The Unruly PhD: Doubts, Detours, Departures, & Other Success Stories by Rebecca Peabody is a collection of first-hand accounts and interviews with people who’ve travelled in, through, and beyond graduate school.
After a brief introduction by Dr. Peabody, an art history PhD who works at the Getty Research Institute, the book is divided into three sections.
- Part 1 is about PhDs in Academia. This section presents the stories of three anonymous (first name only) and relatively recent PhDs: a tenure-track professor, an adjunct instructor, and a postdoc.
- Part 2 looks at PhDs Beyond Academia, and includes a further three stories, those of an author, a museum curator, and a patent attorney.
- In Part 3, PhDs Redirected, we meet three individuals who left doctoral programs without finishing them, going on to work in nursing, the financial services industry, and higher education administration.
The book also includes interviews with a professor who moonlights as a TV documentary producer and host; an actor and director who pursued a doctorate while continuing his career; Karen Kelsky, the former tenured professor who quit her job and now operates The Professor Is In; and a novelist. Finally, Peabody presents an anonymous selection of responses to two big questions: 1) What did it take to get it done? and 2) What do you know now that you wish you’d known then?
This book provides a fascinating glimpse into the work and lives of people who’ve pursued PhDs in humanities disciplines (and one in neuroscience). The stories will resonate with readers pursuing graduate degrees, or considering doing so, and those who’ve moved on after finishing (or not). I found myself at turns dismayed and delighted by the tales. It’s hard for me to read about Josephine, the adjunct who’s sacrificed so much for her education and is now dreaming of a tenure-track job. It’s frustrating to learn that Derek, who got himself a tenure-track job in the perfect-for-him location, cancels a class every semester so he can go surfing (“It’s just one of those things I do”). But there’s enough variety in here to cover a wide range of experiences and reflections, and that’s a good thing.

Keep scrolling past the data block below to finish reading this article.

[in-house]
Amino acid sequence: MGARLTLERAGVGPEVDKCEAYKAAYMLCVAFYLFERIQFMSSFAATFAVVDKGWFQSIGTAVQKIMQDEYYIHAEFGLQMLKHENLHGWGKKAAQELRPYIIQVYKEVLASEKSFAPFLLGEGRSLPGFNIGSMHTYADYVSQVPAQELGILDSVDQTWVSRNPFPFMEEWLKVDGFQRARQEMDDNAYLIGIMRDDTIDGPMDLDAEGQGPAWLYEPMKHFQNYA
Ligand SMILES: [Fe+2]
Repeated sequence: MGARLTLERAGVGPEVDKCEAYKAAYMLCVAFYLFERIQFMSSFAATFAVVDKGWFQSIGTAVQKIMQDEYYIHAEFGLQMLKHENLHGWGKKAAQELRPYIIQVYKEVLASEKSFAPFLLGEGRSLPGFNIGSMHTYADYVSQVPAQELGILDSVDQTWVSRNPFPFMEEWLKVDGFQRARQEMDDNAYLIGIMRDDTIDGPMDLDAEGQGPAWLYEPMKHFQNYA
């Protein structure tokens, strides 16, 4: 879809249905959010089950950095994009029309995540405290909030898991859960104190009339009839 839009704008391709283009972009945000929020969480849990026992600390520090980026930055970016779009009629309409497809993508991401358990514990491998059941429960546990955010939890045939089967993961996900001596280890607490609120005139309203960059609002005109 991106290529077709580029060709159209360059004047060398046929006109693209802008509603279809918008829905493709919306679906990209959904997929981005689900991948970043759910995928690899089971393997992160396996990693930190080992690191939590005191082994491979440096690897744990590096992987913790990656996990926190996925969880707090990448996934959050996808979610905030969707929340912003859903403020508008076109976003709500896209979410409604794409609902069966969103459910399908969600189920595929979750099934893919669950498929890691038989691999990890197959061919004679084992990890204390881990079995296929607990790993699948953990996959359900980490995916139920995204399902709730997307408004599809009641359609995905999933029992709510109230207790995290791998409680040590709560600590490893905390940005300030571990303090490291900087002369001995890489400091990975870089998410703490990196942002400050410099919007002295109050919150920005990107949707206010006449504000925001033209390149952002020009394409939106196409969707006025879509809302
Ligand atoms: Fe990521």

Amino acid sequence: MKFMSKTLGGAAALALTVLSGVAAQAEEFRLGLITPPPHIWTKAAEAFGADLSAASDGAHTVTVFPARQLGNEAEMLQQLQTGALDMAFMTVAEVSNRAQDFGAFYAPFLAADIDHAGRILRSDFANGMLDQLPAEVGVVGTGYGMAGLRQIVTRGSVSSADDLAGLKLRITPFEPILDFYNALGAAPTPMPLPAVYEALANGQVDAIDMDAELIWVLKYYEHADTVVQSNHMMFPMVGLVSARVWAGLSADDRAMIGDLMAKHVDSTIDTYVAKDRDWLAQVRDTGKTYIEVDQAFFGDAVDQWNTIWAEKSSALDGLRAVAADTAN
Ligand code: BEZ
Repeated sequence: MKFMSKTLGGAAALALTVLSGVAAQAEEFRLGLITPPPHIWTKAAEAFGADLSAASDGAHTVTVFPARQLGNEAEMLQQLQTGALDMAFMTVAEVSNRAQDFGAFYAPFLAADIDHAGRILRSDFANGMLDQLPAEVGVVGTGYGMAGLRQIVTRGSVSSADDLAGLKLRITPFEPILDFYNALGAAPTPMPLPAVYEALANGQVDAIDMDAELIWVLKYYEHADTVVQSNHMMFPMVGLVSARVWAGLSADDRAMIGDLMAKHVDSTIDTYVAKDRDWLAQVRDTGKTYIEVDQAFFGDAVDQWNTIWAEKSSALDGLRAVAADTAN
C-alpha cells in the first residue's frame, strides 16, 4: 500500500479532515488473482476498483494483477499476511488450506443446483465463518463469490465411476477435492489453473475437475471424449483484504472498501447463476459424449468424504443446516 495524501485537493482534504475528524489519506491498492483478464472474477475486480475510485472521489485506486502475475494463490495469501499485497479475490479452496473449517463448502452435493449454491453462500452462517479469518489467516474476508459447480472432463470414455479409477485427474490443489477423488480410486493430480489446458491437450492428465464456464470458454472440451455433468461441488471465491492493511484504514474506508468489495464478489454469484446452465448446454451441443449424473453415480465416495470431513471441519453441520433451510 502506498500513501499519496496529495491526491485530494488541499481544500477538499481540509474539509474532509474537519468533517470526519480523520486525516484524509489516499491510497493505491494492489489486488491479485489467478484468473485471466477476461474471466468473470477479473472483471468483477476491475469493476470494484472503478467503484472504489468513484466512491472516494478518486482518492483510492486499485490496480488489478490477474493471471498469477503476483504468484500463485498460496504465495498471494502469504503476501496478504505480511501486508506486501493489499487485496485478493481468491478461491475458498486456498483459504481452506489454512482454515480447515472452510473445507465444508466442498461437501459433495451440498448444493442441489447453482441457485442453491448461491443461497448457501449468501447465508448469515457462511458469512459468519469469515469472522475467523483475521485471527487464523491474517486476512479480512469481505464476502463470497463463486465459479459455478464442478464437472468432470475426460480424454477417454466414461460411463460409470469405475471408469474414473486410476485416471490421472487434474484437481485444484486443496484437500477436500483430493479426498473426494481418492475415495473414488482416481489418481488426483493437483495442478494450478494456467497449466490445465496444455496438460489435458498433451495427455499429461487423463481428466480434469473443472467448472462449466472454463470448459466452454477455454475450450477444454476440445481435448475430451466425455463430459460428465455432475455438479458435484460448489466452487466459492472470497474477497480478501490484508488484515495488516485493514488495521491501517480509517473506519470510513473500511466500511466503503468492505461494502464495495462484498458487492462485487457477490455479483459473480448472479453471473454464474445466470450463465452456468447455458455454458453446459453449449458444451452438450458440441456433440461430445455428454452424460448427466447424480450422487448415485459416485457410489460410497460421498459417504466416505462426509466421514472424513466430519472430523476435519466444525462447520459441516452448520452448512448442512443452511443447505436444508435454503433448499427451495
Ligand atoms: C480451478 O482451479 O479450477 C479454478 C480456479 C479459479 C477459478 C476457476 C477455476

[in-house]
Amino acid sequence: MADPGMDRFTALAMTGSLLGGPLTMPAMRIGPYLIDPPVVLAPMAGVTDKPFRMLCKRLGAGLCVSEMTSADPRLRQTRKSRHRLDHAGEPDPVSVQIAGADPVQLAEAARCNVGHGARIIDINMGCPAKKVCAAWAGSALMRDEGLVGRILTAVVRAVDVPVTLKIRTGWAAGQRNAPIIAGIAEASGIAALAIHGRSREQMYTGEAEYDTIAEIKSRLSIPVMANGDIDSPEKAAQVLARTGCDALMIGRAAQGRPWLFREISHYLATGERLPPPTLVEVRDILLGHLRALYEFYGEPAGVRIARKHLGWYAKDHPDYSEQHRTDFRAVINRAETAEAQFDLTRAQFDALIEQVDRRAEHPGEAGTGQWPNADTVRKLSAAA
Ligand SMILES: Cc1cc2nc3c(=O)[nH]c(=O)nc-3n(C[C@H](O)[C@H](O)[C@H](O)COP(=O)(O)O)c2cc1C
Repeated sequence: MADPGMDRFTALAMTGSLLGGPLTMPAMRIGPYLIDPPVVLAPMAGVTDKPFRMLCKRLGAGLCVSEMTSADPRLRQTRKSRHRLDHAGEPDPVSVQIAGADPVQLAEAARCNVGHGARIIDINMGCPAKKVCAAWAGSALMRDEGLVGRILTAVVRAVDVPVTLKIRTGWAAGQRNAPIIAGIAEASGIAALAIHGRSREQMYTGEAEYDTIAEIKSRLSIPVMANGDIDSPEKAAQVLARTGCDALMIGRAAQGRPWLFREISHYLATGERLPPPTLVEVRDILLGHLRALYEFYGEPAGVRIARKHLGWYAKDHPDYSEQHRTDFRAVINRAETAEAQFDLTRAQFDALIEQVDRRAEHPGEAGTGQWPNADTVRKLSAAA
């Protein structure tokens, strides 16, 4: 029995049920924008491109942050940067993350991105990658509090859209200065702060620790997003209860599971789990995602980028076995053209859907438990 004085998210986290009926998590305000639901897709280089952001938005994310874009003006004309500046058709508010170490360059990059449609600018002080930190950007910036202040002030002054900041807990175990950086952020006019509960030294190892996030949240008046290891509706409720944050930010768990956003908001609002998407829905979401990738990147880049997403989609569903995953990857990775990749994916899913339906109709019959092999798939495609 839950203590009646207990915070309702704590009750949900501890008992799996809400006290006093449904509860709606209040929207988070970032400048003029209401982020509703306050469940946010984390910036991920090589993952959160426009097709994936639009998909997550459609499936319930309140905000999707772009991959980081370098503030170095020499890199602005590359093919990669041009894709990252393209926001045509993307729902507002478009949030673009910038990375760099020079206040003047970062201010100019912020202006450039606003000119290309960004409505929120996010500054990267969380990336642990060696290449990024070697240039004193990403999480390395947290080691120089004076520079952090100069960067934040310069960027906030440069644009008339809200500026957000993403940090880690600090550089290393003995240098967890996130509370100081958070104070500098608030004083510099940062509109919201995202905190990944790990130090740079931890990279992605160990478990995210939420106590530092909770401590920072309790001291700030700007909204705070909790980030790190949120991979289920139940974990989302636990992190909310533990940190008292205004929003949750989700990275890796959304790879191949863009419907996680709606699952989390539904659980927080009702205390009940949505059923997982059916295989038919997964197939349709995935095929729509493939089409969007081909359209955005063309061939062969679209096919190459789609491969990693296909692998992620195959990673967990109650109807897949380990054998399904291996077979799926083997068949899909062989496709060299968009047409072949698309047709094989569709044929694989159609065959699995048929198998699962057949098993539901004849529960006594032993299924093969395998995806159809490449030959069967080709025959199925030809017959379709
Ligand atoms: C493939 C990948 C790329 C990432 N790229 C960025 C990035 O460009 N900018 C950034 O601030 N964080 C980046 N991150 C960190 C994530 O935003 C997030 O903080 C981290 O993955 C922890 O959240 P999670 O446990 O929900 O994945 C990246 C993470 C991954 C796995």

“Academia is a cult,” Dr. Kelsky says in her contribution. That may strike some readers as exaggeration, but these essays make plain the narrow vision and limited narrative of career success promoted by graduate school. Jason’s thinking will resonate with many PhDs:
It was at the end of that two-year [teaching] position that I really started thinking there were probably other things I could do, other things I could be good at. I’d see an ad for a paralegal or something like that, and I’d think, shit, I can do all that stuff, and I’d be better than those people. I knew I could teach at any level. I talked about union organizing with a friend of mine. But there was never the confidence that I would be really good, or that I’d really enjoy doing something else. You don’t really feel empowered to go and try other things because the costs are too great at that point — the stakes are too high. You’ve devoted a ton of time to school. And I liked it. I was really good at it, except for not being able to finish papers fast enough. I still thought this whole academia thing should somehow work out for me.
A few years later, Jason had left his film studies PhD program without finishing his degree and made his way to the financial services industry. “I’m more comfortable in this strange corporate environment than I ever thought I would be or could be,” he says.
My own reading of the contributions in this book stem from my interest in career transition after graduate school. But readers who are, or may soon be, in graduate school, as well as long-time academics, will find much of value in these largely positive personal stories. Recommended.
Insightful book. Thank you for sharing so many experiences. I did my PhD late in life (at 64) because, after retiring from business a few years earlier, I wanted to do something useful – share my experience with the new generation of business students. Exploring academia from a business perspective, I often found that academics tackle problems mostly from a theoretical point of view. I believe now that I am part of this group, it is much better if one can introduce business students (MBA hopefuls) to both views – the theoretical one and the experiential one. Like with apprenticeships, the hands-on approach has more value in business, and probably in quite a variety of other life endeavours too.